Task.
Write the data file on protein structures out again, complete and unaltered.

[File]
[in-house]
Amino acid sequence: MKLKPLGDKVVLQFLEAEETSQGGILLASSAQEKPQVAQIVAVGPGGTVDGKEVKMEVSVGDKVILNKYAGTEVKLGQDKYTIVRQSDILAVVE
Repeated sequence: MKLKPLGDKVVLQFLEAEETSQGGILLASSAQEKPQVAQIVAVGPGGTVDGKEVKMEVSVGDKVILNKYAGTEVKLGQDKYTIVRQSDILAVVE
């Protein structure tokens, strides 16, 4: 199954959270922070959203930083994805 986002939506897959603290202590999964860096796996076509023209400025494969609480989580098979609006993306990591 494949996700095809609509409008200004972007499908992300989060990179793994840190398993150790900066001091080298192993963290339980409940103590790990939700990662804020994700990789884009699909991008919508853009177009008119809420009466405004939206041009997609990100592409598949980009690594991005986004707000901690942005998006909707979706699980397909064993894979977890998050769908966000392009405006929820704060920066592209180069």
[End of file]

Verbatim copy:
[in-house]
Amino acid sequence: MKLKPLGDKVVLQFLEAEETSQGGILLASSAQEKPQVAQIVAVGPGGTVDGKEVKMEVSVGDKVILNKYAGTEVKLGQDKYTIVRQSDILAVVE
Repeated sequence: MKLKPLGDKVVLQFLEAEETSQGGILLASSAQEKPQVAQIVAVGPGGTVDGKEVKMEVSVGDKVILNKYAGTEVKLGQDKYTIVRQSDILAVVE
């Protein structure tokens, strides 16, 4: 199954959270922070959203930083994805 986002939506897959603290202590999964860096796996076509023209400025494969609480989580098979609006993306990591 494949996700095809609509409008200004972007499908992300989060990179793994840190398993150790900066001091080298192993963290339980409940103590790990939700990662804020994700990789884009699909991008919508853009177009008119809420009466405004939206041009997609990100592409598949980009690594991005986004707000901690942005998006909707979706699980397909064993894979977890998050769908966000392009405006929820704060920066592209180069």